Whitley and I love cabaret, especially chanteuses singing the Great American Song Book. They closed our favorite venue for this in New York City, so now we're searching out new places to hear those wonderful old songs.
We went to Disney Hall to hear the great singer Barbara Cook last night, but first we went to lunch with a friend who is about to embark on the adventure of pairing up with a widower she's met who lives across the country. Two grown children who live with him are part of this package, and while she gets along with them well, it will be an emotionally fraught task to replace their mother.
Men show their courage by fighting wars and fires, and doing other glorious deeds, while women are mostly inspired to do courageous acts by love, which is why it was so emotionally poignant to listen to Barbara Cook sing afterwards.
Cook just celebrated her 85th birthday (she told us) and she doesn't sing standing up anymore, she sings sitting down (in a chair in front of the piano). But that doesn't stop her, or even slow her down and her voice is as good as it ever was.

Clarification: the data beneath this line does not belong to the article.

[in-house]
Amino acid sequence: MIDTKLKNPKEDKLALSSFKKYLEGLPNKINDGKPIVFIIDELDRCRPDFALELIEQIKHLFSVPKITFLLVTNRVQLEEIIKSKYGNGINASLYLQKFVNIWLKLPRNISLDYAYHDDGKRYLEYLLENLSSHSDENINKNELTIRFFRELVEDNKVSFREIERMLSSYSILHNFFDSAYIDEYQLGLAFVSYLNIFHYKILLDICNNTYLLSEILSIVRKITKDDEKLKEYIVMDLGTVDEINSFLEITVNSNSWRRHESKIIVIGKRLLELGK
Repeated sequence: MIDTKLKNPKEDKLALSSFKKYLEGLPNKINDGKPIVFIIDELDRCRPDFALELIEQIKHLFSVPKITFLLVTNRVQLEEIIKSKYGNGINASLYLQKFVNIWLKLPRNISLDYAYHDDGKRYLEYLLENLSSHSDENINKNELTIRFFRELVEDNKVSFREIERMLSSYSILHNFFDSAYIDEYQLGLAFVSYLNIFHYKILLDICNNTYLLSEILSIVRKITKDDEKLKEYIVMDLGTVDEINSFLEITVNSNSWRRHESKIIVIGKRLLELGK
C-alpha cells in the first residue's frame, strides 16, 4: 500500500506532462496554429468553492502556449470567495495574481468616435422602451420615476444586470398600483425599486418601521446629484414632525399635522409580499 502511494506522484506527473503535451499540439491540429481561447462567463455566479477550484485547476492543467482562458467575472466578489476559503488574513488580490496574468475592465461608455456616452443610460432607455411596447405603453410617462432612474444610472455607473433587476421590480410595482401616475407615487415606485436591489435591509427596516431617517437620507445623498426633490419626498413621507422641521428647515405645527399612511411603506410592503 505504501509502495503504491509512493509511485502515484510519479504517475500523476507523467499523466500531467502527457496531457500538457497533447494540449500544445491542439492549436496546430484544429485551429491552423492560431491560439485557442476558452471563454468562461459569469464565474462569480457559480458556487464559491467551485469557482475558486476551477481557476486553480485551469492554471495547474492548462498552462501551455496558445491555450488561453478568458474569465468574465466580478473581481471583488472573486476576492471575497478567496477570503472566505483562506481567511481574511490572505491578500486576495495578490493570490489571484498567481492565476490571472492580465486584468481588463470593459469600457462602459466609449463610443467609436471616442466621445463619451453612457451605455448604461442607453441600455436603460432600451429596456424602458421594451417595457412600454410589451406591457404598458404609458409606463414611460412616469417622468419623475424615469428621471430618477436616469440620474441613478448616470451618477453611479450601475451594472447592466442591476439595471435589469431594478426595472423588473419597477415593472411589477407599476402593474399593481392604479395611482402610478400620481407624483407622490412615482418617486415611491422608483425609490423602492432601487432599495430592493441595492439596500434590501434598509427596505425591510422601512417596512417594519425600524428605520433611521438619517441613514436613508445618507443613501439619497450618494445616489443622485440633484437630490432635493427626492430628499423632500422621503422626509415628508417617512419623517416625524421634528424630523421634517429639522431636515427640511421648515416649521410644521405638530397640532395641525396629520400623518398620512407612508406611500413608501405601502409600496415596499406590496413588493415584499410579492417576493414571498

One of my favorite "torch singers" is someone whose voice was NEVER very good, even when she was in her prime: Billie Holliday. Her singing is instantly recognizable, because she almost never hits a note--she's either a little sharp or a little flat. Yet her renditions of the Great American Songbook are some of the greatest ever recorded.
OK, what lessons to draw from all this music? It's not just the lyrics that inspire us, it's the people singing them.
In one case, the message might be: Don't give up--don't let age or infirmity stop you or even slow you down, if possible.
In another case, it could be this: Just because you don't have the natural ability to do something, that doesn't mean you shouldn't try your darndest to do it. For instance, I run a successful website, despite the fact that I'm an ignoramus when it comes to computers.
Maybe we're ALL "singing sitting down," but we're doing our best to live and love anyway.